Lots of moldings in the dining room below, probably on a grander scale than Eli Gurnee would ever have imagined. The MacArthurs employed a staff of six, including a combination valet/chauffeur/butler named Herman. He's in Life's 1939 article wearing a white coat and serving lunch in the elaborate "faux marbre" dining room.
Helen told the reporter she had "no servant problem because she never goes near the kitchen." You better believe the door below that once connected the dining room to a serving pantry didn't used to have glass panes. The kitchen and pantries from the MacArthur days have been replaced with the sort of tasteful family room and open kitchen that would have left Helen and Charlie nonplussed.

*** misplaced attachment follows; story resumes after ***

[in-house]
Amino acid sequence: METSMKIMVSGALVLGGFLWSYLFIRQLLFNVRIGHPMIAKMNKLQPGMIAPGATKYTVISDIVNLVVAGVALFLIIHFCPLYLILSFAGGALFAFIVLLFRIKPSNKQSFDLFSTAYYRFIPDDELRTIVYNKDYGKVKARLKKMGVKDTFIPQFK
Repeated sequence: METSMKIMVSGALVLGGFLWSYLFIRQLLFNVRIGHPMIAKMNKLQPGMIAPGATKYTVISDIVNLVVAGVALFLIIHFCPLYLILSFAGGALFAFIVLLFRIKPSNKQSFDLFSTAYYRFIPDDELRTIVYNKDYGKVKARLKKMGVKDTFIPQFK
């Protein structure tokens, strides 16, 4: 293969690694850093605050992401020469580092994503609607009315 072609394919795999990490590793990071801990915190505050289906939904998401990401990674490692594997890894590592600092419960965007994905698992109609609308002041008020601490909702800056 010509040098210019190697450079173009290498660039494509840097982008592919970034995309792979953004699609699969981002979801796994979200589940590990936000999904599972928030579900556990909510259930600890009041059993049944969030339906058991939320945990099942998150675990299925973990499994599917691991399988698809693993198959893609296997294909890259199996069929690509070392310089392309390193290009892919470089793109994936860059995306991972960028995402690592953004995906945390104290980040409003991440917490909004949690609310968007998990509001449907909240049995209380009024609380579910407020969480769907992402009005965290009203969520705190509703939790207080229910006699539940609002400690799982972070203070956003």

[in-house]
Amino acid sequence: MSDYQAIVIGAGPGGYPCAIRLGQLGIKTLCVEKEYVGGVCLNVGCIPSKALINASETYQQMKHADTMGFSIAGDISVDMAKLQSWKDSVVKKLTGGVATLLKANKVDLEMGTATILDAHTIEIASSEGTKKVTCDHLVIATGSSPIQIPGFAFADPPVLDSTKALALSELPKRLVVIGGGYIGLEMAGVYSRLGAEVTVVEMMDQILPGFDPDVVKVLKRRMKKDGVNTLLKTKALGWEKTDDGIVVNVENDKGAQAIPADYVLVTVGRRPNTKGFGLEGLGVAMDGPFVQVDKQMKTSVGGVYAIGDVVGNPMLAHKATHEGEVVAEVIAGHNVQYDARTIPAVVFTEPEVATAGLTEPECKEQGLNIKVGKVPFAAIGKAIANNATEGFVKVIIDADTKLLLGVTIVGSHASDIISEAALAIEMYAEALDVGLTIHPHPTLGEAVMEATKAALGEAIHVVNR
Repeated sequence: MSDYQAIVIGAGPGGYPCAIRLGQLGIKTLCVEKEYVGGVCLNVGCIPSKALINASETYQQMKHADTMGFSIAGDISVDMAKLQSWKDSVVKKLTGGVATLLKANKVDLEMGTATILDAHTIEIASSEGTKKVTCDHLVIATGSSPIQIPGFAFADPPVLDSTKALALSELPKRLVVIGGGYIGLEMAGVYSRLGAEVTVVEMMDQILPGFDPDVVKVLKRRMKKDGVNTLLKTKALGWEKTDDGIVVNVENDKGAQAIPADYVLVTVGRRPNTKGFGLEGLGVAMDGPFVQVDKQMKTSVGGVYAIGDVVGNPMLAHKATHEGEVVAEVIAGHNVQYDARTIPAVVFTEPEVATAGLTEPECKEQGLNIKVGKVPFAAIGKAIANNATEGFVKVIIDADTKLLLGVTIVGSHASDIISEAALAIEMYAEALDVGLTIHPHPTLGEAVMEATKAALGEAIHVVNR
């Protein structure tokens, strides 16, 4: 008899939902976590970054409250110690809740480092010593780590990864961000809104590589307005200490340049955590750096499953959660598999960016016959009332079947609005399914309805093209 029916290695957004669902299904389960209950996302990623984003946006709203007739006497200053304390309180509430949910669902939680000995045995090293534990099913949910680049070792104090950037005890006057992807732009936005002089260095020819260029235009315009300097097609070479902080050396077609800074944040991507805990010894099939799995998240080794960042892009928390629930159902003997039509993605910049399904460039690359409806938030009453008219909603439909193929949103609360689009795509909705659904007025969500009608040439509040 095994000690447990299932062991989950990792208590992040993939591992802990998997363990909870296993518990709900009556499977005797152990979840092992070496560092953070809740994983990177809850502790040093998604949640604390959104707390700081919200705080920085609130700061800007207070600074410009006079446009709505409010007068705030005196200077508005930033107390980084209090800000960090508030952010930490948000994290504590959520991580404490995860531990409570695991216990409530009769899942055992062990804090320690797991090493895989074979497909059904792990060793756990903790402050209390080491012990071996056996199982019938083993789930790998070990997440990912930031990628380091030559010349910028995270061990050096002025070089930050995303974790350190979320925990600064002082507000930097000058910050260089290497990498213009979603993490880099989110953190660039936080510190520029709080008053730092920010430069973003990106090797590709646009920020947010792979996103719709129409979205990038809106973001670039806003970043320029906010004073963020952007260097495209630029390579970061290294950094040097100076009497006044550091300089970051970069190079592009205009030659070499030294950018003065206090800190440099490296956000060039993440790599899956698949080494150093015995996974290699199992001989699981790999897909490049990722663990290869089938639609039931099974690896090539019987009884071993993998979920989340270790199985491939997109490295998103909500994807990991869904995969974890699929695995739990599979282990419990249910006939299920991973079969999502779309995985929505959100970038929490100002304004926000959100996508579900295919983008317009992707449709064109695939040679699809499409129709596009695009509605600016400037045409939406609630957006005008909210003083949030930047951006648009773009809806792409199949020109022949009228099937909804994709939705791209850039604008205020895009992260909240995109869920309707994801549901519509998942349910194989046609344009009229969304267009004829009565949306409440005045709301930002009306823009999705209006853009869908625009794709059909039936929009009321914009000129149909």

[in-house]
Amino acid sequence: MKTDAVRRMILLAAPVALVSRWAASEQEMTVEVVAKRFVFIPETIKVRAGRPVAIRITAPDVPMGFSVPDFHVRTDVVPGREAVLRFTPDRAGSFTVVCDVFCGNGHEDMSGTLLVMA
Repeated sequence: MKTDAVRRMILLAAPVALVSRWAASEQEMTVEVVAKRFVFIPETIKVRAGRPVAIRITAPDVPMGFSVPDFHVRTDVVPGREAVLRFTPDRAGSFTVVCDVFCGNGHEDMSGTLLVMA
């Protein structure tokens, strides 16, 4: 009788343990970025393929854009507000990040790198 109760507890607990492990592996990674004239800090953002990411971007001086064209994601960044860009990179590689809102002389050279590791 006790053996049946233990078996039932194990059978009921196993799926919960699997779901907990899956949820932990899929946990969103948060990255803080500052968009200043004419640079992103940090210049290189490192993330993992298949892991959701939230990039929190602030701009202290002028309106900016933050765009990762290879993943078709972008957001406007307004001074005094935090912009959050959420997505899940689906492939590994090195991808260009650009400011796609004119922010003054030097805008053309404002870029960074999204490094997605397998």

The dining room is located on the south side of the front door. The small reception room in the images below is located on the north side. The rosette on the ceiling is probably new, as is the ceiling — and the walls, and the moldings, and the baseboard and maybe even the floor. The mantelpiece is old, but the flue has undoubtedly been rebuilt.
One of the biggest changes the MacArthurs made to Pretty Penny was relocating the main entrance, seen in the images below, to the house's northern end. Subsequent owners have moved it back to its original location, but had you arrived in the MacArthurs' day, you would have passed through the door in the distance into a chic double-height entry hall of a sort that could easily be on Central Park West. The third arch from the right in the fourth image below leads to the basement.